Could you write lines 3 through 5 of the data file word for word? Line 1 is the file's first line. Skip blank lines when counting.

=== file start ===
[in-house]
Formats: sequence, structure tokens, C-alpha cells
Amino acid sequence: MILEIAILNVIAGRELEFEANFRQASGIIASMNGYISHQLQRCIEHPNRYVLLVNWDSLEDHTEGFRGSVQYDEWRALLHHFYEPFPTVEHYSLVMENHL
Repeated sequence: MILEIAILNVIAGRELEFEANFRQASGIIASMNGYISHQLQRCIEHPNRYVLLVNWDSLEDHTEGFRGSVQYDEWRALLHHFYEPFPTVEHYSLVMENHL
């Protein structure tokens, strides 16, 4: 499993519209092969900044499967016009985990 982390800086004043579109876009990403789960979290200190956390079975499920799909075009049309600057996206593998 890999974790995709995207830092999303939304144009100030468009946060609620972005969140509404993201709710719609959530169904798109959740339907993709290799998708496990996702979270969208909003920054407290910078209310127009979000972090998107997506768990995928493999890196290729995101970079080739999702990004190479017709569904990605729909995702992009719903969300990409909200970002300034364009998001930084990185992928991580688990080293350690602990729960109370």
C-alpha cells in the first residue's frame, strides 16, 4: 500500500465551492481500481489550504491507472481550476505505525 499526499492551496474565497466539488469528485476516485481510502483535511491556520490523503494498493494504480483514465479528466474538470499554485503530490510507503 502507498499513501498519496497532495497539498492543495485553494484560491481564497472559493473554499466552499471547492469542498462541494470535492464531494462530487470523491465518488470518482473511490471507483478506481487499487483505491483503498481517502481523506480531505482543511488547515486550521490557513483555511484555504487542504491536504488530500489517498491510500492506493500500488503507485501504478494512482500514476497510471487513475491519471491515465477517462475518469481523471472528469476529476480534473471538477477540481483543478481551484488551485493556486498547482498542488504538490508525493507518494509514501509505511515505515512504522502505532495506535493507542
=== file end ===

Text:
Amino acid sequence: MILEIAILNVIAGRELEFEANFRQASGIIASMNGYISHQLQRCIEHPNRYVLLVNWDSLEDHTEGFRGSVQYDEWRALLHHFYEPFPTVEHYSLVMENHL
Repeated sequence: MILEIAILNVIAGRELEFEANFRQASGIIASMNGYISHQLQRCIEHPNRYVLLVNWDSLEDHTEGFRGSVQYDEWRALLHHFYEPFPTVEHYSLVMENHL
């Protein structure tokens, strides 16, 4: 499993519209092969900044499967016009985990 982390800086004043579109876009990403789960979290200190956390079975499920799909075009049309600057996206593998 890999974790995709995207830092999303939304144009100030468009946060609620972005969140509404993201709710719609959530169904798109959740339907993709290799998708496990996702979270969208909003920054407290910078209310127009979000972090998107997506768990995928493999890196290729995101970079080739999702990004190479017709569904990605729909995702992009719903969300990409909200970002300034364009998001930084990185992928991580688990080293350690602990729960109370």